|Abrupt reversal in ocean overturning during the Palaeocene/Eocene warm period|
Nunes, F.; Norris, R.D. (2006). Abrupt reversal in ocean overturning during the Palaeocene/Eocene warm period. Nature (Lond.) 439(7072): 60-63
In: Nature: International Weekly Journal of Science. Nature Publishing Group: London. ISSN 0028-0836, more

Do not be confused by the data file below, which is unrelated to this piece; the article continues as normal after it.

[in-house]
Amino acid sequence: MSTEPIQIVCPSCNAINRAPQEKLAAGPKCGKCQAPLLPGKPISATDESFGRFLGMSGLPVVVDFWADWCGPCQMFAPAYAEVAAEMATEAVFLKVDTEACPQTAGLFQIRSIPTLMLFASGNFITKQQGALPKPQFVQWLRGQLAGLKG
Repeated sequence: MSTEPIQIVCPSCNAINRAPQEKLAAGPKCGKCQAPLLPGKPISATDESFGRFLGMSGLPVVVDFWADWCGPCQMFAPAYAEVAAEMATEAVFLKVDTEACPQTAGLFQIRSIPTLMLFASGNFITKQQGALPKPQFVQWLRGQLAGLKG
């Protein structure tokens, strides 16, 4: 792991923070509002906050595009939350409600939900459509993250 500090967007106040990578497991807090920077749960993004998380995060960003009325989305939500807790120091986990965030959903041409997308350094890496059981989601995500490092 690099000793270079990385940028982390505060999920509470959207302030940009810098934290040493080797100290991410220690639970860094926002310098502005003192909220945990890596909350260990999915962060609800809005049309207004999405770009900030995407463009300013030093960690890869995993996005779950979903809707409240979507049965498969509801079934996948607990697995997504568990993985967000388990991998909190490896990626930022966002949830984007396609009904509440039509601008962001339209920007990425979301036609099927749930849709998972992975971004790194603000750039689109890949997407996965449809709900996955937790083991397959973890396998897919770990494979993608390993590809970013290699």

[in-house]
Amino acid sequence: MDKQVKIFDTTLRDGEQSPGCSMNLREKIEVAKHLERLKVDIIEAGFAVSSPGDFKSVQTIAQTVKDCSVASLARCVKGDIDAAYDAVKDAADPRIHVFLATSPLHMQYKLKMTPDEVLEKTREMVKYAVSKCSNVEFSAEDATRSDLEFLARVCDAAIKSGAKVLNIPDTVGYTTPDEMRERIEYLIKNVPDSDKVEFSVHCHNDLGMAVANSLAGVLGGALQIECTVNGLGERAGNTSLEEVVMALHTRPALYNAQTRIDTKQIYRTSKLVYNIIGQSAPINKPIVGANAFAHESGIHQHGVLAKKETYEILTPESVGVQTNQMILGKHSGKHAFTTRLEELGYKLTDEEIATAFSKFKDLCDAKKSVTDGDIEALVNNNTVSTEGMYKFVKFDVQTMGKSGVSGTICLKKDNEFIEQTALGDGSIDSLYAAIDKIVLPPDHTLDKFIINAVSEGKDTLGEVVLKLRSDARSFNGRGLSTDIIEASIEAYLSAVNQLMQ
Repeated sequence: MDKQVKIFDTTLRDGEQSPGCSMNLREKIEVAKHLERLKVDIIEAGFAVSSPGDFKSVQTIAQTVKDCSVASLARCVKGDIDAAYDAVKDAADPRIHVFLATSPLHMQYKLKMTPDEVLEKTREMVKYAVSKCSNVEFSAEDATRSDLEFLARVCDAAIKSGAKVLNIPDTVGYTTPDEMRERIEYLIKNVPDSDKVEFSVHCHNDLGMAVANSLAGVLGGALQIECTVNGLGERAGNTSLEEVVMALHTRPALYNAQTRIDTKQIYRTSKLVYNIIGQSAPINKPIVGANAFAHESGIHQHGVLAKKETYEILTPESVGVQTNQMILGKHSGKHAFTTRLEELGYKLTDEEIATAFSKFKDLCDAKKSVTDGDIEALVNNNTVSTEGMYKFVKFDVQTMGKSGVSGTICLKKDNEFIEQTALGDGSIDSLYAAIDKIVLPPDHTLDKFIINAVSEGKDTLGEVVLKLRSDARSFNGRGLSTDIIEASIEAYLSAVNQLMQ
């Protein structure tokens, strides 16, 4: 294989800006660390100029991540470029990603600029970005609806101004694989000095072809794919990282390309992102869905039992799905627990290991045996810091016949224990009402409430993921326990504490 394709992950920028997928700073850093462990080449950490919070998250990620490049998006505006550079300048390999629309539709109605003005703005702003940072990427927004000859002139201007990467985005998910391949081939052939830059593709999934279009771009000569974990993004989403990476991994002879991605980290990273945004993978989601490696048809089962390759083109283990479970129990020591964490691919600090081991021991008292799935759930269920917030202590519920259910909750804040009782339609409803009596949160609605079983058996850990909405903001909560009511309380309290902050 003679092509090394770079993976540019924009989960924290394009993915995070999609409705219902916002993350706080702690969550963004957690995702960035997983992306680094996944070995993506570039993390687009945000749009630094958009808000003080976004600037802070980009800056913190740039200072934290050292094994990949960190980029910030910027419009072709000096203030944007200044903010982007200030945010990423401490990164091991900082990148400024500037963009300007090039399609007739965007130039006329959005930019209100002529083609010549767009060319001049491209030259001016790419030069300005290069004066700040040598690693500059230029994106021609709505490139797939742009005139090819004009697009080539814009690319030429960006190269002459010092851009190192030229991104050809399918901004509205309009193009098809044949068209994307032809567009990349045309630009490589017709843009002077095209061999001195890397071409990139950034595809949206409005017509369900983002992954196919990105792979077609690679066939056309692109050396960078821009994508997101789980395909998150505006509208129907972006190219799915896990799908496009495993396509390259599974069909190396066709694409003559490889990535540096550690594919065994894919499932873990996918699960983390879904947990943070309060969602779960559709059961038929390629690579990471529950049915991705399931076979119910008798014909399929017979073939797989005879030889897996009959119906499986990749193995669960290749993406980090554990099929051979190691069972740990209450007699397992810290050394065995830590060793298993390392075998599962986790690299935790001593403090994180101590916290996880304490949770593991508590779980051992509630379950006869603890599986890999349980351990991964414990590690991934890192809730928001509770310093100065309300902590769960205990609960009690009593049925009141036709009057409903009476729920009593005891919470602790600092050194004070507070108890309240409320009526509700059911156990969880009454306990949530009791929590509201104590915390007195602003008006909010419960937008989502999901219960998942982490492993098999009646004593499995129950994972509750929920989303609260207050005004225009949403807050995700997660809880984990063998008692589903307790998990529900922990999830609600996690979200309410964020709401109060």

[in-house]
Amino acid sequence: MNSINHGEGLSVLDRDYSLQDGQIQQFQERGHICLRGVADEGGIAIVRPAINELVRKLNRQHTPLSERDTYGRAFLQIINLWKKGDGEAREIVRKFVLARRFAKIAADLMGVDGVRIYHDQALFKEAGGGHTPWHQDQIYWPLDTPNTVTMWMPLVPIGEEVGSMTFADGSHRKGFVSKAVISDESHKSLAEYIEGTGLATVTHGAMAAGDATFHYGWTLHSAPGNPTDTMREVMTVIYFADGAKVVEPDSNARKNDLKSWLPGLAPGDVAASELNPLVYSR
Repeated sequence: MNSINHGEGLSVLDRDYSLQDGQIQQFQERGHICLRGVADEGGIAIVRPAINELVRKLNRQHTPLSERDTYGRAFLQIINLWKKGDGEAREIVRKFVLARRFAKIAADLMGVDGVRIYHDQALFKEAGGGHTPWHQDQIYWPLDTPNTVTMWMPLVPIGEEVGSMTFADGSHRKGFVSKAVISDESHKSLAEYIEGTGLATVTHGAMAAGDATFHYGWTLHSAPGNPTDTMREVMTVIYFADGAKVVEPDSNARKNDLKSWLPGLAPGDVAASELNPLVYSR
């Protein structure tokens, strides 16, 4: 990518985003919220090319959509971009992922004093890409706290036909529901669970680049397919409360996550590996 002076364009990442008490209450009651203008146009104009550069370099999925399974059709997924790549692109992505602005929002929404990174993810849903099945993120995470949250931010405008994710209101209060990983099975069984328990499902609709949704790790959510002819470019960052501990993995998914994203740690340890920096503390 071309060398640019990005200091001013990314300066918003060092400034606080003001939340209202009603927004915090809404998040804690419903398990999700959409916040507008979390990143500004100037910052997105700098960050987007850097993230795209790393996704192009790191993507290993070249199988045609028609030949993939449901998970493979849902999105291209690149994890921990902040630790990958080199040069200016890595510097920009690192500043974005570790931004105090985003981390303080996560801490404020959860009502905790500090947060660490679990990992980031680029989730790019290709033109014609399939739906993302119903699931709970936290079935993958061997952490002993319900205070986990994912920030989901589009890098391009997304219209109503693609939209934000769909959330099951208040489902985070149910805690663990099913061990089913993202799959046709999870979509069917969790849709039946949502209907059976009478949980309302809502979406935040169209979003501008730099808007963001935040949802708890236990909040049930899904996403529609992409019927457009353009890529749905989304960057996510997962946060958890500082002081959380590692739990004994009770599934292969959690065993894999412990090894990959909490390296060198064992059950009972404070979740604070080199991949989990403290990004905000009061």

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An exceptional analogue for the study of the causes and consequences of global warming occurs at the Palaeocene/Eocene Thermal Maximum, 55 million years ago. A rapid rise of global temperatures during this event accompanied turnovers in both marine1-3 and terrestrial biota4, as well as significant changes in ocean chemistry5,6 and circulation7,8. Here we present evidence for an abrupt shift in deep-ocean circulation using carbon isotope records from fourteen sites. These records indicate that deepocean circulation patterns changed from Southern Hemisphere overturning to Northern Hemisphere overturning at the start of the Palaeocene/Eocene Thermal Maximum. This shift in the location of deep-water formation persisted for at least 40,000 years, but eventually recovered to original circulation patterns. These results corroborate climate model inferences that a shift in deep-ocean circulation would deliver relatively warmer waters to the deep sea, thus producing further warming9. Greenhouse conditions can thus initiate abrupt deep-ocean circulation changes in less than a few thousand years, but may have lasting effects; in this case taking 100,000 years to revert to background conditions.